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August 10, 2012

Training

Paralegals get classroom, field training during McCoy stay

By Rob Schuette, Public Affairs Staff

Reserve-component paralegals from across the Army conducted Paralegal Refresher training at Fort McCoy in Late July to sharpen their technical skills in the classroom and tactical skills in the field.
PHOTO: Soldiers in the Paralegal Warrior Training course train on weapons firing at an engagement skills trainer site. Photo by Sgt. 1st Class Michael A. Waskewich Jr.
Soldiers in the Paralegal Warrior Training course train on weapons firing at an engagement skills trainer site at Fort McCoy. The Soldiers, who are paralegals, did both classroom and field training work.
(Photo by Sgt. 1st Class Michael A. Waskewich Jr.)

Sgt. Maj. David A. Becker, U.S. Army Reserve Command Paralegal noncommissioned officer (NCO) from Fort Bragg, N.C., said Soldiers participating in the Paralegal Warrior Training event began with a week of classroom instruction, which served as both a refresher and enhancement on information and training on new topics. The second week included a number of field events, such as weapons qualification, land navigation, urban operations, etc. The training event formerly was known as Enlisted Judge Advocate Triennial Training.

Course of instruction included Fiscal Law, Military Justice, and Administrative Separation. Becker said the curriculum was based on topics — both technical and tactical skills — which Soldiers believe they need to be successful at their unit as well as a deployed environment. Many of the Soldiers attending the training will have some type of deployment assignments within or outside the country in the future.

The training formerly was conducted by Fifth Army and held in San Antonio, and was moved to Fort McCoy when Fifth Army’s mission changed.

PHOTO: Soldiers in the Paralegal Warrior Training course train at a Military Operation in Urban Training site. Photo by Sgt. 1st Class Michael A. Waskewich Jr.
Soldiers in the Paralegal Warrior Training course train at a Military Operation in Urban Training site at Fort McCoy. The Soldiers did both classroom and field training during their time at the installation.
(Photo by Sgt. 1st Class Michael A. Waskewich Jr.)

“The training was moved to Fort McCoy because this location is a premier Reserve training installation,” Becker said. “The installation can support both the technical training and the urban combat training we needed to conduct.”

Units nominate Soldiers to attend the refresher training. Becker said the training helps Soldiers refresh and retain the information and they are encouraged to share the training with their units and act in a train-the-trainer role upon their return to their home units.

Enlisted paralegal Soldiers either serve in a legal unit, also known as a Legal Operations Detachment (LOD), or are embedded in a unit to provide paralegal support, with guidance from their higher headquarters, he said.

Spc. Cole Bonini, a Paralegal Specialist with the 415th Civil Affairs Battalion of Kalamazoo, Mich., said the training offered refresher work in the classroom “to hone our technical skills, followed by field events at the installation ranges, Urban Operations and a foot march.”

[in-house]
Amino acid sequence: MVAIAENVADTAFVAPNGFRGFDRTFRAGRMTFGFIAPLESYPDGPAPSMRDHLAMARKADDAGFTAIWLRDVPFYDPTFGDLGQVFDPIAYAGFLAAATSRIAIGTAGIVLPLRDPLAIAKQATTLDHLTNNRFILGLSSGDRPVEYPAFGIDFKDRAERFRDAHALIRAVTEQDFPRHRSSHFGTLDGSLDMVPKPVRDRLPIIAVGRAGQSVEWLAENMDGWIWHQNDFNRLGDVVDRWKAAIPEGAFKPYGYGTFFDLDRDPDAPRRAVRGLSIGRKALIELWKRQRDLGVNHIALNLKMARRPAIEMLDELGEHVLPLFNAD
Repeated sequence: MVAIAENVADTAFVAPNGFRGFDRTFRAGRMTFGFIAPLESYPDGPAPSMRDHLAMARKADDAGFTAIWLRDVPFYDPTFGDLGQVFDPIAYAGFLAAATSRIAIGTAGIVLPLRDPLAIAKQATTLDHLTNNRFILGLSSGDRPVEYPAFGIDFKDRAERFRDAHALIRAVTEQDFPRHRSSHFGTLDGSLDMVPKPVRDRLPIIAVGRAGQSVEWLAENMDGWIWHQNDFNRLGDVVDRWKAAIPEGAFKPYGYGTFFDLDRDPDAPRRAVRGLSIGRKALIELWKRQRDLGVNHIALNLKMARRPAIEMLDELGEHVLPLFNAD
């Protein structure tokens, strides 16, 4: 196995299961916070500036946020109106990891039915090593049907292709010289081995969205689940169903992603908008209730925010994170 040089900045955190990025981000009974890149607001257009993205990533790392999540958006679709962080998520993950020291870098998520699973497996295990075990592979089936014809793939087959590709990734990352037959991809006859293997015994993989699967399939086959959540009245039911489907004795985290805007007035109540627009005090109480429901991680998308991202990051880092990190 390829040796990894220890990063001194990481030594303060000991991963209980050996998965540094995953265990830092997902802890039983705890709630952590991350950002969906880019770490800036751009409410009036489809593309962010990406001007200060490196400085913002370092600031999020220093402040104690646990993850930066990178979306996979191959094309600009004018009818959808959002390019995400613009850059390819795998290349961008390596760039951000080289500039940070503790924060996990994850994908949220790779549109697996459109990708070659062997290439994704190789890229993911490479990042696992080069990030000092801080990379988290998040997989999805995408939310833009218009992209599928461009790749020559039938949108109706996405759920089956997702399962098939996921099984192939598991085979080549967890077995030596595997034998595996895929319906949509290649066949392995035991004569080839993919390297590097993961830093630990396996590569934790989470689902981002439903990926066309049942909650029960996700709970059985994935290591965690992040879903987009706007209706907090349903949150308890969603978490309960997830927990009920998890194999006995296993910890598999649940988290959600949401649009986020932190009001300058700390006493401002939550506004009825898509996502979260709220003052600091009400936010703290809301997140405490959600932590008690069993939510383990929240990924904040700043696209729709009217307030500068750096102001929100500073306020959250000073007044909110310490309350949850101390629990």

Staff Sgt. Tiffany Lupardus, a Paralegal for the 8th Legal Operations Detachment of Kansas City, Mo., said the classroom work served as a refresher for her and gave her the opportunity to qualify with weapons and conduct land navigation training.
“This gives me more experience in being a leader and leading my troops back at my home unit,” Lupardus said. “There are many Soldiers junior to me and I want to be the best leader for them that I can be.”

The training also helps the Soldiers get back into the mindset of serving on active duty and to prepare for future missions, which may include a stateside mobilization to support a mission’s legal needs, Becker said.

PHOTO: Members of a Paralegal Warrior Training course negotiate an obstacle at the Fort McCoy Conditioning Course. Photo by Rob Schuette
Members of a Paralegal Warrior Training course negotiate an obstacle at the Fort McCoy Conditioning Course during their training at the installation.
(Photo by Rob Schuette)

Sgt. Jerome Tjosvold, a paralegal for the 34th Infantry Division of Rosemount, Minn., said he planned to share the information with Soldiers in his National Guard unit. He hopes the training will make him a better Soldier and help him become a better leader.

“I really enjoyed the Fiscal Law training we received,” Tjosvold said. “It helped us learn the role Congress and the president have in fiscal matters and helps us advise the commanders how they can use their budgeted funds.”

Spc. Emily Peņa, a paralegal with the 420th Engineer Brigade of Bryan, Texas, said she enjoyed the  Soldiering aspect of the training, which was similar to premobilization training.

“I only knew one other person here,” Peņa said. “The junior Soldiers and NCOs here will be the future of the JAG corps. I will be seeing a lot of them over the next 10 to 20 years and finishing out my career with them.”

The Soldiers agreed it was nice to have an extended training period, which was a good follow up to the two days a month they train or if they had not received the training recently. Soldiers also could use the training to advance their careers, Tjosvold said.

Also during the training event, Sgt. Maj. Bryan Battaglia, Senior Enlisted Advisor to the Chairman, Joints Chiefs, observed a portion of the training, and provided additional motivation to continue to achieve higher standards and success throughout their career. 

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